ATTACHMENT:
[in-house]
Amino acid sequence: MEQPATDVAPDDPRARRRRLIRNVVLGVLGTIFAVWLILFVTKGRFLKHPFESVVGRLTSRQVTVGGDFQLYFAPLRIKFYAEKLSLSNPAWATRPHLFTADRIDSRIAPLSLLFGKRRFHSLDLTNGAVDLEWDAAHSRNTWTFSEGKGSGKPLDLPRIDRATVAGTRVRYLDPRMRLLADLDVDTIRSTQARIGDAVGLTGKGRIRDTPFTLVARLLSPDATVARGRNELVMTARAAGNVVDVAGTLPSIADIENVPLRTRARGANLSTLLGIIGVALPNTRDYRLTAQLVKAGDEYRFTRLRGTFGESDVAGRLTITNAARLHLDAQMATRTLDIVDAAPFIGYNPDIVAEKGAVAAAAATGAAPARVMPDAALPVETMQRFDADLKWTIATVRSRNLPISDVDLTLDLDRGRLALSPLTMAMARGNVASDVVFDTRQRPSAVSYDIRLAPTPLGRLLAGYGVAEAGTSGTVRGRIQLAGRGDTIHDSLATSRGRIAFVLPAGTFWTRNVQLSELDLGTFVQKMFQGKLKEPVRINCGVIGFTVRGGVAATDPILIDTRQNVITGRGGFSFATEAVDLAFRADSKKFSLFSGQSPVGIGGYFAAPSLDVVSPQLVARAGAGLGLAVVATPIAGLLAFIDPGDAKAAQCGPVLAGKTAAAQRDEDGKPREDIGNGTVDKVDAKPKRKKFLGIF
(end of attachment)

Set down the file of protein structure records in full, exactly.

[in-house]
Amino acid sequence: MEQPATDVAPDDPRARRRRLIRNVVLGVLGTIFAVWLILFVTKGRFLKHPFESVVGRLTSRQVTVGGDFQLYFAPLRIKFYAEKLSLSNPAWATRPHLFTADRIDSRIAPLSLLFGKRRFHSLDLTNGAVDLEWDAAHSRNTWTFSEGKGSGKPLDLPRIDRATVAGTRVRYLDPRMRLLADLDVDTIRSTQARIGDAVGLTGKGRIRDTPFTLVARLLSPDATVARGRNELVMTARAAGNVVDVAGTLPSIADIENVPLRTRARGANLSTLLGIIGVALPNTRDYRLTAQLVKAGDEYRFTRLRGTFGESDVAGRLTITNAARLHLDAQMATRTLDIVDAAPFIGYNPDIVAEKGAVAAAAATGAAPARVMPDAALPVETMQRFDADLKWTIATVRSRNLPISDVDLTLDLDRGRLALSPLTMAMARGNVASDVVFDTRQRPSAVSYDIRLAPTPLGRLLAGYGVAEAGTSGTVRGRIQLAGRGDTIHDSLATSRGRIAFVLPAGTFWTRNVQLSELDLGTFVQKMFQGKLKEPVRINCGVIGFTVRGGVAATDPILIDTRQNVITGRGGFSFATEAVDLAFRADSKKFSLFSGQSPVGIGGYFAAPSLDVVSPQLVARAGAGLGLAVVATPIAGLLAFIDPGDAKAAQCGPVLAGKTAAAQRDEDGKPREDIGNGTVDKVDAKPKRKKFLGIF